Data Nesting

Chart Tutorials  

Data Nesting

Manipulating arbitrary data

🔗Introduction

The nest object provides a mechanism to define a list of operations that can be used to arrange an array of data objects into a nested hierarchy that maps to the chart data hierarchy of series, x values, and y values.

The goal of this utility is to simplify the process of arranging any arbitrary data sets into chart series and points. It can be enough to look at the code examples below to quickly comprehend how the utility can be used.

The operations are divided into 3 groups: nest, aggregate, and generate. The nesting key() function groups entries by key values and includes date grouping capabilities. At least one key() call must be used to establish a hierarchy or to specify a property that maps to the resulting data point x value. Aggregation specifies values that map to point properties from the nested entries and provides additional output mapping customization options. Only one of each of the aggregation functions rollup() and pointRollup() can be used within a nest call chain. The final tail end calls are used to pass the data for processing to generate the final output. The different tail end functions series(), points(), and entries() determine how the data is formatted.

🔗Basic Overview

Nesting

The key() function call identifies a data field of interest. It can be used once to map to point x value which results in a single series. Or it can be used twice to establish a series grouping property and point x values.

JSC.nest()
  .key("seriesName")
  .key("xField");

key() can also take a function as an argument that gets a key value for a given data entry.

🔗Aggregation

The most basic aggregation operation defines a data property that maps to point y values using the rollup() call. Combining a key() call with a rollup() call results in mapping the data entries into a list of [x,y] points. It is similar to using array.map() when key values don't repeat, however, the key() call merges entries with matching key values into a grouping and rollup combines the grouped y values with a calculation such as 'sum' by default. A different calculation can be specified as a rollup argument.

JSC.nest()
  .key("seriesName")
  .key("xField")
  .rollup("yField", "mean");

For more customization control, the pointRollup() function provides a way to manually map a grouping of entries into point objects given a key value and the entries that are part of that grouping.

🔗Generation

Finally, the data can be passed to the nest call chain to be processed into chart series (series()), points (points()), or the raw data using entries()

JSC.nest()
  .key("seriesName")
  .key("xField")
  .rollup("yField", "mean")
  .series(dataArray);

A basic example that maps data properties to points.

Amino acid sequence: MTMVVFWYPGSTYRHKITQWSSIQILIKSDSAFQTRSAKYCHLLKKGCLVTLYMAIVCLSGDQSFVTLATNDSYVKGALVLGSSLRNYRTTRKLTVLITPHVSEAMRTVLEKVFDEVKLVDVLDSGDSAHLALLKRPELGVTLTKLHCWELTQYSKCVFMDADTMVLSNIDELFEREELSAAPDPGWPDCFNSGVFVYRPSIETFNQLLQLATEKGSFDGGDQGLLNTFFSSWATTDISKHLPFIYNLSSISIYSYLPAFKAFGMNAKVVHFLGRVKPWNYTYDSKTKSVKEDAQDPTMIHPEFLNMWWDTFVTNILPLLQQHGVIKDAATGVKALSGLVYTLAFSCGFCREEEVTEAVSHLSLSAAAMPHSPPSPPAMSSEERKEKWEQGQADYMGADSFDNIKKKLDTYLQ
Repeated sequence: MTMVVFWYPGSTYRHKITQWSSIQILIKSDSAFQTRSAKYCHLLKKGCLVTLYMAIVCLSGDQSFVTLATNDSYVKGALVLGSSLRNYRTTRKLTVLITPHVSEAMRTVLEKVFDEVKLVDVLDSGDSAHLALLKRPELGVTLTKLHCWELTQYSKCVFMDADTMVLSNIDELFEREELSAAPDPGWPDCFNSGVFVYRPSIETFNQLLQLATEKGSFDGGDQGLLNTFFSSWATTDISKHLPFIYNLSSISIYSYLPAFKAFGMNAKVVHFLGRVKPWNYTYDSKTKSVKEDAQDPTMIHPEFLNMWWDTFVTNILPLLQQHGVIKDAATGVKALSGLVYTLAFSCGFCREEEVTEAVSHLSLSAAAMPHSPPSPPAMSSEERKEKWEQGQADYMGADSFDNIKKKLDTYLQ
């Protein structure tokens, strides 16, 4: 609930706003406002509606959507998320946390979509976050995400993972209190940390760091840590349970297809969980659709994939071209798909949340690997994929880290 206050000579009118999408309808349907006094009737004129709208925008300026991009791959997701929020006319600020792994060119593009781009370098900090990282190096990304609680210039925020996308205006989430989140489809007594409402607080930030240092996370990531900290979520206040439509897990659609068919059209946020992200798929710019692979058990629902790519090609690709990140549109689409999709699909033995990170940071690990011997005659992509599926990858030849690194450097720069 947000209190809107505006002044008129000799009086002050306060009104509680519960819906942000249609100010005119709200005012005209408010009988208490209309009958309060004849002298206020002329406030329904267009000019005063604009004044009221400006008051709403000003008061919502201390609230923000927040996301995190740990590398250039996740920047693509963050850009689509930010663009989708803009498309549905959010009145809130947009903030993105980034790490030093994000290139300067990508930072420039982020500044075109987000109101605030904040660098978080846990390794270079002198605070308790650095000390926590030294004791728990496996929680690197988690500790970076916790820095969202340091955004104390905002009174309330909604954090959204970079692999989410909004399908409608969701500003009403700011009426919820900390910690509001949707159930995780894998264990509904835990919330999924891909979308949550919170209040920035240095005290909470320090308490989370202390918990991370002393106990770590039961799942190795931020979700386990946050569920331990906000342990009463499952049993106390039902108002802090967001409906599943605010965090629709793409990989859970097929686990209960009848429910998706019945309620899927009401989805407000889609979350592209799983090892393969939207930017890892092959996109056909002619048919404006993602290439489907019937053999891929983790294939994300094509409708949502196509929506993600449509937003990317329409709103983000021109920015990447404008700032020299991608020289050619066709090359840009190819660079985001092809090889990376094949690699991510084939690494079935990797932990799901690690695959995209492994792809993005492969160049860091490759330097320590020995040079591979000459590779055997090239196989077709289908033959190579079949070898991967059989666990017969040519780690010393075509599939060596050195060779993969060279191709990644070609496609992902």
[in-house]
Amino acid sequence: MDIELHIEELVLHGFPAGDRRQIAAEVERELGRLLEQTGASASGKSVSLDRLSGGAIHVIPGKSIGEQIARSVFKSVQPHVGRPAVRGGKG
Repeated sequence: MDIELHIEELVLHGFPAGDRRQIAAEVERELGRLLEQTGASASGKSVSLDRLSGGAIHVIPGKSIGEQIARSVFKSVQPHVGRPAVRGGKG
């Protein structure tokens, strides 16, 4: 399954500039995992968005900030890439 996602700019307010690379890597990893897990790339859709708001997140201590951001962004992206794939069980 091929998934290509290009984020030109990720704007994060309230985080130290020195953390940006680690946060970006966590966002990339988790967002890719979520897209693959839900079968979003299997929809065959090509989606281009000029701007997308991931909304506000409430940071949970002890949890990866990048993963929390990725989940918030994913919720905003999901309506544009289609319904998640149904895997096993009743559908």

See the Pen Nest Property Mapping (@jsblog) on CodePen.

🔗Date Grouping

The key function can also accept on object with properties key, pattern, and range. Calendar patterns can represent intervals like day, month, etc. when set with configuration {month:'*'} translating roughly to [every month]. A string setting can be used as a shortcut to these interval configurations. For example setting 'month' is equivalent to {month:'*'}.

A date based key can be used in a nesting call chain with code such as

JSC.nest().key("dateField");

This will only group data based on unique values of dateField properties but it will not apply date grouping. The following code will group data entries by day.

JSC.nest().key({ key: "dateField", pattern: "day" });

This creates groups for each unique date that exists in the data. However, date grouping can also fill in the gaps with empty elements for a given date range using code such as:

JSC.nest().key({
  key: "dateField",
  pattern: "day",
  range: ["1/1/2019 0:00", "1/31/2019 23:59:59"]
});

If this is used to generate series points, the range could be applied to x axis range instead:

{
  xAxis_scale_range: ["1/1/2019 0:00", "1/31/2019 23:59:59"];
}

However, if this is used to generate values for microcharts like 'columns' then it will ensure the correct number of values are generated to represent each day in the given date range.

The date range used in this property should be inclusive where values that fall within the range are determined by min <= value <= max. If the range ['1/1/2019', '2/1/2019'] is used, all days in January would fall within the range including any dates at midnight February 1st. When using dates like this, it is recommended to negate 1 millisecond from the end date.

🔗Examples

🔗Multiple Series

Using two key() calls to generate multiple series

See the Pen Nest Multi Series (@jsblog) on CodePen.

🔗Custom pointRollup() example

Using pointRollup() function to generate custom point configurations. In this example, an additional Z value is included in points.

See the Pen Nesting Point Rollup (@jsblog) on CodePen.

🔗Custom pointRollup() Range

A more involved point rollup example

See the Pen Nesting pointRollup() Range (@jsblog) on CodePen.

🔗Count occurences

See the Pen Nest Ratings Summary (@jsblog) on CodePen.

🔗Reuse Nest Objects

Reuse a nest object to generate series mapping different columns to point y values

See the Pen Nesting Multi Tails (@jsblog) on CodePen.

🔗Date Grouping

See the Pen XyrGyG (@jsblog) on CodePen.

🔗Point Microcharts Metadata

Using nest inside a pointRollup function to apply date grouping on metadata that is shown in microcharts.

See the Pen Nesting Microcharts (@jsblog) on CodePen.

Another trick this example demonstrates is using pointRollup() to create a list of numbers. This approach can be used do process data and generate any type of output.